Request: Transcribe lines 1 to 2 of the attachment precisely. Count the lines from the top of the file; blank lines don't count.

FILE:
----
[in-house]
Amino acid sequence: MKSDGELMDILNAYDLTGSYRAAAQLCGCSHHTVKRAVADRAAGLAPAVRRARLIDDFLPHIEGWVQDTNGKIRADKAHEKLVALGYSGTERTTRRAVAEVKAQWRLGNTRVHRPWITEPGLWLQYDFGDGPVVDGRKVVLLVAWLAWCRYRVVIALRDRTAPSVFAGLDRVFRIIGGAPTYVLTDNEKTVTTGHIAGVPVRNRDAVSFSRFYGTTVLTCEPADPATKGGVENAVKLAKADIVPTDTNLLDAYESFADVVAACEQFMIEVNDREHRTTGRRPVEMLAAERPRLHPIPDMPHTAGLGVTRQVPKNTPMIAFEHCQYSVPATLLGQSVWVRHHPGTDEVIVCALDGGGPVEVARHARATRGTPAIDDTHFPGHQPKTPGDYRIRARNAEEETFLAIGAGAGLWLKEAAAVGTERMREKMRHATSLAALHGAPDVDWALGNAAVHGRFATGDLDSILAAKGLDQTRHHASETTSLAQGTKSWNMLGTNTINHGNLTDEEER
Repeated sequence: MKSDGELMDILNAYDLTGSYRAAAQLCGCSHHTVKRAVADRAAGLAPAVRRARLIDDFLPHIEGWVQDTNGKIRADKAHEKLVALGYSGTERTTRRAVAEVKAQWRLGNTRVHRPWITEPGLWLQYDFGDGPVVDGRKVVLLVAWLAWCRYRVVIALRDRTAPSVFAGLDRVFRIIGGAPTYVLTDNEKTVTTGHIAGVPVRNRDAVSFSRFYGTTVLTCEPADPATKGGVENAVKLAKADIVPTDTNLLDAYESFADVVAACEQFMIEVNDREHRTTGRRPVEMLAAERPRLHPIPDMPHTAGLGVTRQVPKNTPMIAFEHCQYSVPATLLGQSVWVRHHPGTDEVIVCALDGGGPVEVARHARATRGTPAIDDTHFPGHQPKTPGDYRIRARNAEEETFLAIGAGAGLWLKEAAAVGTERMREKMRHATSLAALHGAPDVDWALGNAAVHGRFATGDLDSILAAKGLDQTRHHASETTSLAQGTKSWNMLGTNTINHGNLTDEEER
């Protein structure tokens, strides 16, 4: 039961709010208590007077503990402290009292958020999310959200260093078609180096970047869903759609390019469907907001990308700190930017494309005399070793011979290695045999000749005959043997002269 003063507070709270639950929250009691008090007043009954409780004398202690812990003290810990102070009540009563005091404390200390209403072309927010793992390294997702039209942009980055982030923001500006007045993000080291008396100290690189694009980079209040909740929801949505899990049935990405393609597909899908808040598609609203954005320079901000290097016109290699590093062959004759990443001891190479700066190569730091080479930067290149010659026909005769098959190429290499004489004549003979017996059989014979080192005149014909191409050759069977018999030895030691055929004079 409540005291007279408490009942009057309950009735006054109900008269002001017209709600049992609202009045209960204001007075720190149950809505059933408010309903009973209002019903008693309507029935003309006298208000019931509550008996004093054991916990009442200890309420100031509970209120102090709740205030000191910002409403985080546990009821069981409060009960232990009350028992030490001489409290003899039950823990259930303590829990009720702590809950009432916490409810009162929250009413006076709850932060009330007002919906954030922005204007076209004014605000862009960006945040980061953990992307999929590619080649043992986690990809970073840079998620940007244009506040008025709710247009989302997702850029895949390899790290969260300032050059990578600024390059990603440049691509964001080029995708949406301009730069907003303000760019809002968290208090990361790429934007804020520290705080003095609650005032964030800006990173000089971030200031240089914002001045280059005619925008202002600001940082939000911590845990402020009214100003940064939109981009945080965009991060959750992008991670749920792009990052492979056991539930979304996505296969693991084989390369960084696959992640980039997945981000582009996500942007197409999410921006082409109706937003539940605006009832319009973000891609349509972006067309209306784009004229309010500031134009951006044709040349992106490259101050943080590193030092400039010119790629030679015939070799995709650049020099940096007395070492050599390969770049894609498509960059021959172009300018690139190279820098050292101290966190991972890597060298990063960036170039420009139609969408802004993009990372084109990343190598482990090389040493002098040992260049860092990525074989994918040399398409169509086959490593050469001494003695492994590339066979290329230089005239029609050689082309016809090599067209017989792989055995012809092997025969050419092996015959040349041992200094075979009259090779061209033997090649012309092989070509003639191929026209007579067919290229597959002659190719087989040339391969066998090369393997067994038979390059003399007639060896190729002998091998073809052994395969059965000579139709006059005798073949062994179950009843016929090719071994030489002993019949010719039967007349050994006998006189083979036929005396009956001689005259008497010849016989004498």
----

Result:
[in-house]
Amino acid sequence: MKSDGELMDILNAYDLTGSYRAAAQLCGCSHHTVKRAVADRAAGLAPAVRRARLIDDFLPHIEGWVQDTNGKIRADKAHEKLVALGYSGTERTTRRAVAEVKAQWRLGNTRVHRPWITEPGLWLQYDFGDGPVVDGRKVVLLVAWLAWCRYRVVIALRDRTAPSVFAGLDRVFRIIGGAPTYVLTDNEKTVTTGHIAGVPVRNRDAVSFSRFYGTTVLTCEPADPATKGGVENAVKLAKADIVPTDTNLLDAYESFADVVAACEQFMIEVNDREHRTTGRRPVEMLAAERPRLHPIPDMPHTAGLGVTRQVPKNTPMIAFEHCQYSVPATLLGQSVWVRHHPGTDEVIVCALDGGGPVEVARHARATRGTPAIDDTHFPGHQPKTPGDYRIRARNAEEETFLAIGAGAGLWLKEAAAVGTERMREKMRHATSLAALHGAPDVDWALGNAAVHGRFATGDLDSILAAKGLDQTRHHASETTSLAQGTKSWNMLGTNTINHGNLTDEEER